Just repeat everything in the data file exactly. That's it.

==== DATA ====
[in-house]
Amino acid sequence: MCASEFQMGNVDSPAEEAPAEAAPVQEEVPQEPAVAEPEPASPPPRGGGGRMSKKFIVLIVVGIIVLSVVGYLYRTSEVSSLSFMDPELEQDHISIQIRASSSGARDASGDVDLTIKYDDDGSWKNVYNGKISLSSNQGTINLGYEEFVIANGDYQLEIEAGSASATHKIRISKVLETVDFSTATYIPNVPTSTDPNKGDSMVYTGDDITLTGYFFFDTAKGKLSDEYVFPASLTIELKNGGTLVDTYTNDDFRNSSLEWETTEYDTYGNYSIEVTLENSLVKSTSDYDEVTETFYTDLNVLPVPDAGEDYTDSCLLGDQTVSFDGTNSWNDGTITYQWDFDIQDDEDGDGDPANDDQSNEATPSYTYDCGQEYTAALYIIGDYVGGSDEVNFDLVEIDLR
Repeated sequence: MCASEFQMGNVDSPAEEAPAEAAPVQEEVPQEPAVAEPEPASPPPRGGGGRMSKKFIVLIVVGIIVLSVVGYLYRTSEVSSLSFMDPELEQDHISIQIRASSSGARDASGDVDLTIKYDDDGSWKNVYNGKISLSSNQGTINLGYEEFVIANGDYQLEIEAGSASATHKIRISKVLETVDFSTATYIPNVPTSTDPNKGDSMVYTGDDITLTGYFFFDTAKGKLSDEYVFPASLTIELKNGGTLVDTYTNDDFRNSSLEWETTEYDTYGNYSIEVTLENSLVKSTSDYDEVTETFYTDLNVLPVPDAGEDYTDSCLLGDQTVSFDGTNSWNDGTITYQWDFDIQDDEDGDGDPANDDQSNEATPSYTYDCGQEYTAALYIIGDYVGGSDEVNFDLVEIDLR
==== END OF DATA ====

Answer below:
[in-house]
Amino acid sequence: MCASEFQMGNVDSPAEEAPAEAAPVQEEVPQEPAVAEPEPASPPPRGGGGRMSKKFIVLIVVGIIVLSVVGYLYRTSEVSSLSFMDPELEQDHISIQIRASSSGARDASGDVDLTIKYDDDGSWKNVYNGKISLSSNQGTINLGYEEFVIANGDYQLEIEAGSASATHKIRISKVLETVDFSTATYIPNVPTSTDPNKGDSMVYTGDDITLTGYFFFDTAKGKLSDEYVFPASLTIELKNGGTLVDTYTNDDFRNSSLEWETTEYDTYGNYSIEVTLENSLVKSTSDYDEVTETFYTDLNVLPVPDAGEDYTDSCLLGDQTVSFDGTNSWNDGTITYQWDFDIQDDEDGDGDPANDDQSNEATPSYTYDCGQEYTAALYIIGDYVGGSDEVNFDLVEIDLR
Repeated sequence: MCASEFQMGNVDSPAEEAPAEAAPVQEEVPQEPAVAEPEPASPPPRGGGGRMSKKFIVLIVVGIIVLSVVGYLYRTSEVSSLSFMDPELEQDHISIQIRASSSGARDASGDVDLTIKYDDDGSWKNVYNGKISLSSNQGTINLGYEEFVIANGDYQLEIEAGSASATHKIRISKVLETVDFSTATYIPNVPTSTDPNKGDSMVYTGDDITLTGYFFFDTAKGKLSDEYVFPASLTIELKNGGTLVDTYTNDDFRNSSLEWETTEYDTYGNYSIEVTLENSLVKSTSDYDEVTETFYTDLNVLPVPDAGEDYTDSCLLGDQTVSFDGTNSWNDGTITYQWDFDIQDDEDGDGDPANDDQSNEATPSYTYDCGQEYTAALYIIGDYVGGSDEVNFDLVEIDLR